Art Cashin, UBS:
Speculating On Terror – In the days after the 9/11 attacks, there was much speculation around the U.S. as to whether there would be another “event”. What shape would it take? When might it occur? One of the consequences was the “Halloween note” rumor.
A story swept the nation that a young lady had been dating a young man from Saudi Arabia. On the afternoon of 9/11, she reportedly returned to their apartment to find the young man, and his belongings gone. The only thing she found was a note.
Supposedly, the note expressed his love, said he could not explain what was going on and said they might not meet again. But, because he loved her, he begged that she not go out in public on Halloween. The story of the note went viral and swept the nation via email.
At the time, we pointed out the long history of such stories in fearful societies. By signaling out a specific date – Halloween – it removed the “randomness” of the potential threat. If you believed the story, you would be safe until Halloween. And, if you stayed home, you’d be safe – even then.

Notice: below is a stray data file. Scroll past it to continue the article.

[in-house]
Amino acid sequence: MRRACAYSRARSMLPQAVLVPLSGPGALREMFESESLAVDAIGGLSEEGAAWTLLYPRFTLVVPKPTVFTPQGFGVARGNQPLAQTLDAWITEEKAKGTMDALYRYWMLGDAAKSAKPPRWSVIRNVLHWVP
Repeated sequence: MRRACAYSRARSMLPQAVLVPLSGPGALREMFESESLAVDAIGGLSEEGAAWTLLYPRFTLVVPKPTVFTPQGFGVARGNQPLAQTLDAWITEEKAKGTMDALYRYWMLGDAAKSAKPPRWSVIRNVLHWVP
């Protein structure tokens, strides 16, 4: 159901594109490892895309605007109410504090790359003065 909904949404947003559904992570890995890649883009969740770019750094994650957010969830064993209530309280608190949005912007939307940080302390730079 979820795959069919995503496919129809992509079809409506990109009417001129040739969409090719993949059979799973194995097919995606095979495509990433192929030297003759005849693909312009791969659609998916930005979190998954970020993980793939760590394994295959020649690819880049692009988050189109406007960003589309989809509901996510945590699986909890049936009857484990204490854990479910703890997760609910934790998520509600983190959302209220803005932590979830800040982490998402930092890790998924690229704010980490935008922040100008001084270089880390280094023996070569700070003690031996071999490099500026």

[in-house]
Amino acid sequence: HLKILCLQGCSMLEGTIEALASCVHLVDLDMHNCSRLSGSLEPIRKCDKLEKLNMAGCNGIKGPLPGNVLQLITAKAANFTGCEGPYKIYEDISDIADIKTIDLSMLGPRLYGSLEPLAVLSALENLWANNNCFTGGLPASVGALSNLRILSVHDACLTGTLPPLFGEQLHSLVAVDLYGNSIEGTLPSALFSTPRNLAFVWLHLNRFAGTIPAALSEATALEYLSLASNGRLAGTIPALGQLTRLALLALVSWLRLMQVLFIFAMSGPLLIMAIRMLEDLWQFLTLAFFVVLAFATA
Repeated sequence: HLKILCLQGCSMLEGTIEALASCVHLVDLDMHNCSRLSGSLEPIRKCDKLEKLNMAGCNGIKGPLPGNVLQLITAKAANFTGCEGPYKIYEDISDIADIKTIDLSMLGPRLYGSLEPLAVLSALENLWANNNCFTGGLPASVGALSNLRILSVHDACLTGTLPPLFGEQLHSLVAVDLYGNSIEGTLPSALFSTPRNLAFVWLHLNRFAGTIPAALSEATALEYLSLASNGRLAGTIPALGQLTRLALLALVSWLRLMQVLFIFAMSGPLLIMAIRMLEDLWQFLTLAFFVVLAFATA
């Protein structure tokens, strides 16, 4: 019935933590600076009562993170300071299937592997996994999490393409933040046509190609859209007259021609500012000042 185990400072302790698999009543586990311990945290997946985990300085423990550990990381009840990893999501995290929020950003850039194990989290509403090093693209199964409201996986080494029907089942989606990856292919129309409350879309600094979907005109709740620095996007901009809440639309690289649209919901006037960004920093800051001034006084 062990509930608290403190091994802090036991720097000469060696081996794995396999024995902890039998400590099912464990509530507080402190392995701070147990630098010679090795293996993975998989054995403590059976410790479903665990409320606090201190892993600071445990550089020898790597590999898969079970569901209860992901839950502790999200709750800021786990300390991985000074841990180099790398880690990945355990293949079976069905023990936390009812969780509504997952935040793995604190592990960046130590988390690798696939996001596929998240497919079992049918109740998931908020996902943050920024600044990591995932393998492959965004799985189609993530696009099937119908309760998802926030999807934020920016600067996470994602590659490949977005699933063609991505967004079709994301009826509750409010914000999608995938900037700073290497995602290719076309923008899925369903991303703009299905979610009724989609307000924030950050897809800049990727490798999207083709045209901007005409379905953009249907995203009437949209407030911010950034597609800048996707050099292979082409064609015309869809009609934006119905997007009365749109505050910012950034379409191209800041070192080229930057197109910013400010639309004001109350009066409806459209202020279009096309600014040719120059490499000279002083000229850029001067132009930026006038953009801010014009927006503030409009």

According to the buzz we’re hearing, a new speculation on terror may be evolving. We suspect that the seed may come from warnings from the authorities that a future attack might be “Mumbai style”. That reintroduces a sense of randomness. You’re not safe by staying out of airports or tall buildings. You’re not sure what will be safe.
Apparently, folks are trying to address the Mumbai style randomness by finding an anchor or a signal. The speculation has seized on the botched car bombing in Times Square. It has been merged into a new theory that car bombings or car fires will be used a diversion. They can attract large crowds – fire, police, press and the curious. The large crowds would be vulnerable targets.
A second version suggests the car bombs are to divert authorities and leave other targets vulnerable. They even have a Halloween aspect – but Halloween is too near. So, since the first was on 9/11 – how about 11/9. And you thought you had to go to school to study creative writing. Happy Halloween!